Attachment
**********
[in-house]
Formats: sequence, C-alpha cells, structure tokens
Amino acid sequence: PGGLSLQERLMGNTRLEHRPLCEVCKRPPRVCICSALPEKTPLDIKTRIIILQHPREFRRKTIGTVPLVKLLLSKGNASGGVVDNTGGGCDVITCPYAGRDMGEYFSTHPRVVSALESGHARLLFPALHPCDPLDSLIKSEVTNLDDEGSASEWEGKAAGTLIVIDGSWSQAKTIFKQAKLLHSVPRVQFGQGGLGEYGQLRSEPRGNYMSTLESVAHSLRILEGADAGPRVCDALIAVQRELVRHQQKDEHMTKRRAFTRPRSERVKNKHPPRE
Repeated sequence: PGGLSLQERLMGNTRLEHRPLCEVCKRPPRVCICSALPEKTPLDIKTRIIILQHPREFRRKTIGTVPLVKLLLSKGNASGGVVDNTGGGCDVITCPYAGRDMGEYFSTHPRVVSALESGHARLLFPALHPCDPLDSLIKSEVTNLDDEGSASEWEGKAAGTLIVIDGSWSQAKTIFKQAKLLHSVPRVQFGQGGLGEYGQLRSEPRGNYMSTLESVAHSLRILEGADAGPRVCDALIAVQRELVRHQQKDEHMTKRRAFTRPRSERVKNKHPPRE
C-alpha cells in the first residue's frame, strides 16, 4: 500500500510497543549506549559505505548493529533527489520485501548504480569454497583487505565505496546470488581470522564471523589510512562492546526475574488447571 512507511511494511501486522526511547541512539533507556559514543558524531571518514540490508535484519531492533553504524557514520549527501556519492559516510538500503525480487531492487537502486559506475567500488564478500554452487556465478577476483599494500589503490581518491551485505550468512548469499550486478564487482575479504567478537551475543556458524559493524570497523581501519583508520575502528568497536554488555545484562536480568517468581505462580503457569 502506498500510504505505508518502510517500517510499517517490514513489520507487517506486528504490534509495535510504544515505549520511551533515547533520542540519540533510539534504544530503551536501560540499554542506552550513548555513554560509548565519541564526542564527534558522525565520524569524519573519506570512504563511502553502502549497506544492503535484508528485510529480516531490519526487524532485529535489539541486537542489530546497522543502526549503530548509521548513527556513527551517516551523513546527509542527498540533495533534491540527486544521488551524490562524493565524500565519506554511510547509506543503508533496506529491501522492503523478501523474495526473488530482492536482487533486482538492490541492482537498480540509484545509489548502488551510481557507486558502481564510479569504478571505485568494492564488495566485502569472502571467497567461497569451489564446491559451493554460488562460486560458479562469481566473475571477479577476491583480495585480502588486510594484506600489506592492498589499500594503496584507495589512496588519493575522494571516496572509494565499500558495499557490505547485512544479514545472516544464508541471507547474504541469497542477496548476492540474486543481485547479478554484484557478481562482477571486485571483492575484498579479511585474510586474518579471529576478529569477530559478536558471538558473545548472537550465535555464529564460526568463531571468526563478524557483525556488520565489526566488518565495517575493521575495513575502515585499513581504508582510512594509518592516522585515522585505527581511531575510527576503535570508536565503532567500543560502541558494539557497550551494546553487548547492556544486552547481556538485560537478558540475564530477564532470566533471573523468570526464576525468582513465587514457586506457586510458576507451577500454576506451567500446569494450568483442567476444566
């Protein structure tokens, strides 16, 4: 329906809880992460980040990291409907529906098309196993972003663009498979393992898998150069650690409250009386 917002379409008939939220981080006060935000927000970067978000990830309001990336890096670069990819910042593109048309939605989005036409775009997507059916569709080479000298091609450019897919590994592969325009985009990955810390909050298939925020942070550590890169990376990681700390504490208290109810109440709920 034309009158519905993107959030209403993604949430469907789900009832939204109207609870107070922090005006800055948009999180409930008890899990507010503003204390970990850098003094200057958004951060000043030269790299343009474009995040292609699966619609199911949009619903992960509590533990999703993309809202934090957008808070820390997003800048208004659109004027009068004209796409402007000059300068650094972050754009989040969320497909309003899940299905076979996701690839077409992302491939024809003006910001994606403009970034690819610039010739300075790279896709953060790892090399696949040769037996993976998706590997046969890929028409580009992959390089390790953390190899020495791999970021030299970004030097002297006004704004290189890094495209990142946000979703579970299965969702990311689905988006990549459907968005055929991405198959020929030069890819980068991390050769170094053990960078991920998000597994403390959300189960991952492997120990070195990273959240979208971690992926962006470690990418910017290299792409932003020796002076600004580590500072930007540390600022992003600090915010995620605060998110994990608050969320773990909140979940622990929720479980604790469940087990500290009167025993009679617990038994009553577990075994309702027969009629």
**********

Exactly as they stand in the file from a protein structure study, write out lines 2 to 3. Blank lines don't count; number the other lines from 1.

Formats: sequence, C-alpha cells, structure tokens
Amino acid sequence: PGGLSLQERLMGNTRLEHRPLCEVCKRPPRVCICSALPEKTPLDIKTRIIILQHPREFRRKTIGTVPLVKLLLSKGNASGGVVDNTGGGCDVITCPYAGRDMGEYFSTHPRVVSALESGHARLLFPALHPCDPLDSLIKSEVTNLDDEGSASEWEGKAAGTLIVIDGSWSQAKTIFKQAKLLHSVPRVQFGQGGLGEYGQLRSEPRGNYMSTLESVAHSLRILEGADAGPRVCDALIAVQRELVRHQQKDEHMTKRRAFTRPRSERVKNKHPPRE